• With militant anti-gun activists in the American Psychiatric Association, the American Academy of Pediatrics, the American Public Health Association, the American Medical Association, and other organizations creating a crescendo of calls for more gun restrictions, is it wise for advocates of the right to keep and bear arms to place our rights in the hands of these “experts”?
• In an atmosphere of extreme political correctness, where six-year-old Mason Jammer is suspended from elementary school merely for pretending that his hand was a gun and innocently pointing the "barrel" (his finger) at another student — something hundreds of millions of schoolboys (including this writer) have done for generations — is it wise to give so-called medical and mental health “experts” more power to designate playful actions and words of millions of school children as “threatening”?
• With the U.S. Department of Justice and the U.S. Department of Homeland Security already exposed multiple times for demonizing military veterans, pro-life advocates, Ron Paul supporters, pro-gun advocates and United Nations opponents as “extremists” and potential “terrorists,” is it prudent for the NRA to propose more power for the vilifiers?
• With the National Education Association (NEA) regularly infecting its public-school teachers, administrators, and counselors (three million members) with virulent anti-gun propaganda, will granting them more “mental health” authority advance the protection of the Second Amendment — or the safety of students and staff?
The “mental health” proposals of the NRA’s National School Shield are not only dangerous for the unwarranted authority they would hand to antagonists of gun rights, they are also disappointing in that they fail even to mention one of the most important missing elements in the raging “debate” over gun violence and school safety. We are referring to the elephant hiding under the doily: the promiscuous prescription of dangerous psychotropic drugs to millions of students.
As we have detailed in The New American (see here and here), the dirty secret that the Obama/Biden/Feinstein/Schumer forces in Washington and their media allies have been hiding is that virtually all of the mass shootings that are being used as pretexts to call for more gun controls can be laid at the feet of “mental health professionals” the NRA and the Obama administration now seek to further empower. From Columbine to Sandy Hook, America has been strewn with violence and mayhem caused by shooters under the influence of dangerous drugs that are prescribed to — and even forced on — millions of young children and adolescents.
The NRA is wasting its opportunity to shift public attention from the false focus on guns to the proper target: the scandalous and dangerous pushing of prescription drugs by our educational and medical establishments and the pharmaceutical industry. Among its 225 pages, the NSS report might have dedicated at least a few pages to highlighting and challenging the notion that millions of students should be sent to school each day medicated with Ritalin, Adderall, Paxil, Prozac, Zoloft, Luvox, and other potent drugs that are categorized by the federal government as “Schedule II substances,” the same as cocaine. The U.S. Food and Drug Administration (FDA) the Physicians’ Desk Reference (PDR), and copious medical literature point out that the side effects of these drugs can include anxiety, agitation, panic attacks, insomnia, irritability, hostility, impulsivity, akathisia (severe restlessness), delirium, hallucinations, depersonalization, lack of emotion, aggression, and suicidal and homicidal tendencies. Physical side effects include heart attacks, strokes, growth suppression, and brain atrophy.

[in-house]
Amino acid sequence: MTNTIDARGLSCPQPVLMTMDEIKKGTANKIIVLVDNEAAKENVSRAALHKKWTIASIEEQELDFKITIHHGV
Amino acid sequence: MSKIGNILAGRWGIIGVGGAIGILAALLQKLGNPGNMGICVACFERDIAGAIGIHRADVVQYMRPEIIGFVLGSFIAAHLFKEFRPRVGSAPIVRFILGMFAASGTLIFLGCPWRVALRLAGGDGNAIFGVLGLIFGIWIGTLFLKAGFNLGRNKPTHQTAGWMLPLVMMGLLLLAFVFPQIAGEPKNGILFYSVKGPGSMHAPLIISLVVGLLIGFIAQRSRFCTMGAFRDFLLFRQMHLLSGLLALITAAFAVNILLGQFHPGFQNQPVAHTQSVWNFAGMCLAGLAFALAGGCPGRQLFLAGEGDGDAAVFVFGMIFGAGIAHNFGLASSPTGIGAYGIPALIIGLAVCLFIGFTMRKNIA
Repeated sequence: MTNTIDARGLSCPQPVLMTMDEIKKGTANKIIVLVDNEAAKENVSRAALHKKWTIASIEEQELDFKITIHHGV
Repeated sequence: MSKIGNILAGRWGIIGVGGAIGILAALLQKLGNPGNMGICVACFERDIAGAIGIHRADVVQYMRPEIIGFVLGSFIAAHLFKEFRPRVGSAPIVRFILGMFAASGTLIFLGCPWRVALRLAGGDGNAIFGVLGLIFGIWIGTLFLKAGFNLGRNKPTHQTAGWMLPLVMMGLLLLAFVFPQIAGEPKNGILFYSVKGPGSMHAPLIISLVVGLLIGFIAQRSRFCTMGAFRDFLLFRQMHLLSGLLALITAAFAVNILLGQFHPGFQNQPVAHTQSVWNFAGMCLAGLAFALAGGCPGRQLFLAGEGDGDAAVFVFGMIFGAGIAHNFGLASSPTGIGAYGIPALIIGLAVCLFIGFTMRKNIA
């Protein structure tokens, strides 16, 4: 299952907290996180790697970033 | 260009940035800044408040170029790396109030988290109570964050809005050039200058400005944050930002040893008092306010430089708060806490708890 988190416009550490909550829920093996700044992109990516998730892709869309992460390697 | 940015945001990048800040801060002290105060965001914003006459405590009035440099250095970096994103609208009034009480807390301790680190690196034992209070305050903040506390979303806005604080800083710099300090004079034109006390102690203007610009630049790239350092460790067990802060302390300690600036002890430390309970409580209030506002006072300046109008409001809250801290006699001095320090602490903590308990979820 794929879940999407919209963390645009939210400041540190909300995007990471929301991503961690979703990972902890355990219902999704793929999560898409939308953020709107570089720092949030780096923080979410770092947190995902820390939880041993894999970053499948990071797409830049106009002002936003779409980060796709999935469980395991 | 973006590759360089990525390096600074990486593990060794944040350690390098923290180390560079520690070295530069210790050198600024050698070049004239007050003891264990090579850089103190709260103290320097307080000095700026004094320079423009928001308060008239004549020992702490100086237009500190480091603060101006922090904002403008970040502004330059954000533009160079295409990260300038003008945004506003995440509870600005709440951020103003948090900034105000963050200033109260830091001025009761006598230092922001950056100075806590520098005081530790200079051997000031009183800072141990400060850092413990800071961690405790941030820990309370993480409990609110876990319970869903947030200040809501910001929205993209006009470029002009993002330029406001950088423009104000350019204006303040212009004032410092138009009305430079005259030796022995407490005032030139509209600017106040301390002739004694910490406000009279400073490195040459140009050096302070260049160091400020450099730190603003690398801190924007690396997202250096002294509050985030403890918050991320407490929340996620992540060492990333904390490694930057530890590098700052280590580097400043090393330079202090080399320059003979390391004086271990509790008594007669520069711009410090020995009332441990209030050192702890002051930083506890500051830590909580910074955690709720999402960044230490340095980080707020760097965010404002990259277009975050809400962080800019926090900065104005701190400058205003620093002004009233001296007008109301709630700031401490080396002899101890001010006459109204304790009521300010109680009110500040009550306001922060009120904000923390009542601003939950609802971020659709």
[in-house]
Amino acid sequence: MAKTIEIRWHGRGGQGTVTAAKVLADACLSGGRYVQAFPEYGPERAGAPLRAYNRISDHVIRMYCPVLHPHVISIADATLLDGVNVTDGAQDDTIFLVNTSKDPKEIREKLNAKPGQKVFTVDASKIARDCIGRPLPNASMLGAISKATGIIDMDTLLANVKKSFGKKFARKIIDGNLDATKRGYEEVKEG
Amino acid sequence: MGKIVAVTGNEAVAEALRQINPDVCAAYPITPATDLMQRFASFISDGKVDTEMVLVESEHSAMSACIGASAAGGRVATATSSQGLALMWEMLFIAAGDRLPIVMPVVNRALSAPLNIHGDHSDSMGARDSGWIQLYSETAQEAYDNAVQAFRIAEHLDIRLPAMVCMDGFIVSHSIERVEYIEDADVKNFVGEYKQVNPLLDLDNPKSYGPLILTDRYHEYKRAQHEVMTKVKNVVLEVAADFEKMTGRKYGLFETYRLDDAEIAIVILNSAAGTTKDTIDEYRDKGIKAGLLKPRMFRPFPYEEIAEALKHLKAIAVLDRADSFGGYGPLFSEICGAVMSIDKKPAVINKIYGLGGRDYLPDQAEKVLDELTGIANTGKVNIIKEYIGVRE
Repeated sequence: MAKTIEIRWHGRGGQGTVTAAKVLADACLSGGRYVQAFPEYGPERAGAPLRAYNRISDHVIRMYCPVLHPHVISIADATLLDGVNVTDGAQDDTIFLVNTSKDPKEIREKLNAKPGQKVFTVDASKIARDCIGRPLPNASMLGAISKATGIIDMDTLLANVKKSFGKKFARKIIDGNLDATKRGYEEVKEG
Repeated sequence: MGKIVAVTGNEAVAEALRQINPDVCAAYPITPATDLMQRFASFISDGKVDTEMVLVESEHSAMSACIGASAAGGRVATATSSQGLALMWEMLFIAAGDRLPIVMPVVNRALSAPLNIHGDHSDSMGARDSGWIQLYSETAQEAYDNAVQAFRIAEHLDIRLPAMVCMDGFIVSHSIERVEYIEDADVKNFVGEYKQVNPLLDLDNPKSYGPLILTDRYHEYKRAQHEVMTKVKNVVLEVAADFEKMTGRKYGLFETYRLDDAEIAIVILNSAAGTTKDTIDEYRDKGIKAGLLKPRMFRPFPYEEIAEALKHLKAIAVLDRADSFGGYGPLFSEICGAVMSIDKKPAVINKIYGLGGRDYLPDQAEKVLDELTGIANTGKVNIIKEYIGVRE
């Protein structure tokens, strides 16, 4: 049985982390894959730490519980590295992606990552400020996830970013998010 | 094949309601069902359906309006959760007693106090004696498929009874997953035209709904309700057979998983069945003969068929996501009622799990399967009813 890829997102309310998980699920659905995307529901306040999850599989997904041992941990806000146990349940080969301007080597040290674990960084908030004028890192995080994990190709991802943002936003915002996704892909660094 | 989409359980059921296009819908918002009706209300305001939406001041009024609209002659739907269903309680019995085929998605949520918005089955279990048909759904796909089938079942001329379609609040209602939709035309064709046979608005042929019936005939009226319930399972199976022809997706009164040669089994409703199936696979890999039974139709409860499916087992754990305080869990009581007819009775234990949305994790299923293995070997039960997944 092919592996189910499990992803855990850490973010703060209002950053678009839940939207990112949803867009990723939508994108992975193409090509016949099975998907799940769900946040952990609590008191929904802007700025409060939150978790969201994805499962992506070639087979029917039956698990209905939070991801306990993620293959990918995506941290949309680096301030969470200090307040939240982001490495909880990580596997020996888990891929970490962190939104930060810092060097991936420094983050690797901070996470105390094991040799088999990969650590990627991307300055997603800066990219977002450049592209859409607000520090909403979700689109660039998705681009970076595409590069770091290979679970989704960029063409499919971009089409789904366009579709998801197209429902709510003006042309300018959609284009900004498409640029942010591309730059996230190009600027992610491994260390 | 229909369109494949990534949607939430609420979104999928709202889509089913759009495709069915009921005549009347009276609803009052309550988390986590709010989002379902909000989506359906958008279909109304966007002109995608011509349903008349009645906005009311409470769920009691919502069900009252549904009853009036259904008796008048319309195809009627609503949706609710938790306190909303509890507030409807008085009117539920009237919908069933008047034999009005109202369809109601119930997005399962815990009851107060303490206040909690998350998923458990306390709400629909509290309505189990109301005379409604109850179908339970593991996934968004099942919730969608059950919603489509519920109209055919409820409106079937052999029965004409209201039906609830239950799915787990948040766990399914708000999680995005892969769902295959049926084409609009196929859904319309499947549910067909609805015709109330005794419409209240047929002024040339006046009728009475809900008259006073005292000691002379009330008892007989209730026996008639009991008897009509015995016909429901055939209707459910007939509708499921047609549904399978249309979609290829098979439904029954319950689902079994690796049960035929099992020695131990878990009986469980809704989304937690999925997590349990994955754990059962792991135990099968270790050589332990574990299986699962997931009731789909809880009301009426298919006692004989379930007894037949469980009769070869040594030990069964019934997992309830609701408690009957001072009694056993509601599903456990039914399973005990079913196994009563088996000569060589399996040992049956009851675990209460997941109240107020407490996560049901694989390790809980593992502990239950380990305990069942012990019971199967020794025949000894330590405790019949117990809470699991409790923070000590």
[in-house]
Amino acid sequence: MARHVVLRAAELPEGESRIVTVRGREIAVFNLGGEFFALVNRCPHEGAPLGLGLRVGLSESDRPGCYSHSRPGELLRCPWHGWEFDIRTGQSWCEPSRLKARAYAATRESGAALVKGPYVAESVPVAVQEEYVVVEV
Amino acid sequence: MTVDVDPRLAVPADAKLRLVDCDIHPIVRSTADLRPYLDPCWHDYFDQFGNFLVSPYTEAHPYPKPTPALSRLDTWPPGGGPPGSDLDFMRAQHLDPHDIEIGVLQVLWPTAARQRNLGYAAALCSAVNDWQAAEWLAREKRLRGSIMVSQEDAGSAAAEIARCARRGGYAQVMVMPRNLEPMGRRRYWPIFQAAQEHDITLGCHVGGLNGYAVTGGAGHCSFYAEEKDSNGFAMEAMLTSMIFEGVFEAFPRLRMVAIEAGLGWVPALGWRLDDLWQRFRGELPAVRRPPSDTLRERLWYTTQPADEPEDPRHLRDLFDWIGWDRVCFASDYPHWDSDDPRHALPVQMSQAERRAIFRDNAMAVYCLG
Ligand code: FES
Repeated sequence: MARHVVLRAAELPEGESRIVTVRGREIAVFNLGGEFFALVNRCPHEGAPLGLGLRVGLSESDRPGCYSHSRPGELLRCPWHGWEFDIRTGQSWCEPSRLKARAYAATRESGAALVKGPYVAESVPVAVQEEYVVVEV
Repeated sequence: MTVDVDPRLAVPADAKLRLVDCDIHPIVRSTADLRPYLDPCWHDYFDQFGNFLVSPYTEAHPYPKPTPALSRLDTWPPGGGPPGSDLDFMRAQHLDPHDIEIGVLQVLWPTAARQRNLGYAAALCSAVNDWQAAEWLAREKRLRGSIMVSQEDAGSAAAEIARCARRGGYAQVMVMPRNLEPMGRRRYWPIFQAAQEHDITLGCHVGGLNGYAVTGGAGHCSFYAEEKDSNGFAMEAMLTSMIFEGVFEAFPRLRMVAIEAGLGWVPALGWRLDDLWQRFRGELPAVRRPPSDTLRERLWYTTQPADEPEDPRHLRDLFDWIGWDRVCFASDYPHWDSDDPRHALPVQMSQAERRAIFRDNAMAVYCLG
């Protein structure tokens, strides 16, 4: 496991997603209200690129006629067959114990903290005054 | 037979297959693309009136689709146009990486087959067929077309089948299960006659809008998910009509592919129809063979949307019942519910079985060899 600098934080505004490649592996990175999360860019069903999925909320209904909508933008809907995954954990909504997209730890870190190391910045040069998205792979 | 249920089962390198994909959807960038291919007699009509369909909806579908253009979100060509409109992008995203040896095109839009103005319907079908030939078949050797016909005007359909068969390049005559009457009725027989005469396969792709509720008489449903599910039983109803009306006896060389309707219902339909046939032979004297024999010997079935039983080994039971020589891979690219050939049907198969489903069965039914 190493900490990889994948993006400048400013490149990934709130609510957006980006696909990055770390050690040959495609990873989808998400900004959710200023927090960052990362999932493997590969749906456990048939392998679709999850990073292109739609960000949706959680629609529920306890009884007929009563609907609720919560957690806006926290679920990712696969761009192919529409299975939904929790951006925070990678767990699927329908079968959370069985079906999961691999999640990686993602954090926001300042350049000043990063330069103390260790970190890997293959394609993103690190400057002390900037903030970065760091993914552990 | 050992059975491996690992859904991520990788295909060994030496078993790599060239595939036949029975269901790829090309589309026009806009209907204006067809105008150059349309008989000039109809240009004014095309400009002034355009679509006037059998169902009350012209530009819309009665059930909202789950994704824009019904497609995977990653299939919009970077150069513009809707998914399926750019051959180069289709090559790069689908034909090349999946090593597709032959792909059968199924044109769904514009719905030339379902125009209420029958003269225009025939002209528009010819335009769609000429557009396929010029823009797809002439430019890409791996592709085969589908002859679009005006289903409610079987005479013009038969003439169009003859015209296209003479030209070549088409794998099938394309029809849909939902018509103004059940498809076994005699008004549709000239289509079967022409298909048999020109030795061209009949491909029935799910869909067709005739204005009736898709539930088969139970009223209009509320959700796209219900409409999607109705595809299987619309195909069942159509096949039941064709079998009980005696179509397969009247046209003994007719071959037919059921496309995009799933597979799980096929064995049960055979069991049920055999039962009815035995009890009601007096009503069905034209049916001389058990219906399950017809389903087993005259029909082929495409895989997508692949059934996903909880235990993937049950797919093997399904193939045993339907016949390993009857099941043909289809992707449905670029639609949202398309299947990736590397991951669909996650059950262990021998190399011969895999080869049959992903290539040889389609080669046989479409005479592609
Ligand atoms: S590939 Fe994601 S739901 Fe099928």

The NRA’s NSS report spends dozens of pages detailing how schools can be made safer through new building construction and remodeling, as well as policies and practices that limit ingress and egress, erect appropriate barriers, require identification badges, employ more extensive camera surveillance, trim and remove vegetation that limits visibility, replace inadequate locks and hinges, and many other security proposals that may have value. However, it fails to even mention, let alone question, the psychopharmacological policies and practices that are at the root of the ongoing school carnage. It fails to cite any of the many responsible mental health professionals who have been warning of the dangers presented by the prescription drug epidemic in our schools. It fails to mention the many millions of dollars in perverse financial incentives that the federal and state governments provide to schools that serve as bribes to designate more and more children as having ADHD (Attention Deficit Hyperactive Disorder) — and to keep them designated as such for as long as possible.
Although the NRA rolled out its National School Shield Task Force report with great fanfare, it seems to be hedging on whether to fully endorse it. After the NSS report was released on April 2, a statement posted on the NRA’s Institute for Legislative Action website commended Asa Hutchinson for his work on the project, but said, “We need time to digest the full report.”
What we have presented here should be enough to give many NRA members indigestion and, hopefully, sufficient incentive to contact the NRA and urge them to refocus and get back on track to defending the Second Amendment, rather than trying to placate the Obama/Feinstein forces, who will only use every concession to push for even more draconian restrictions on the law-abiding citizen.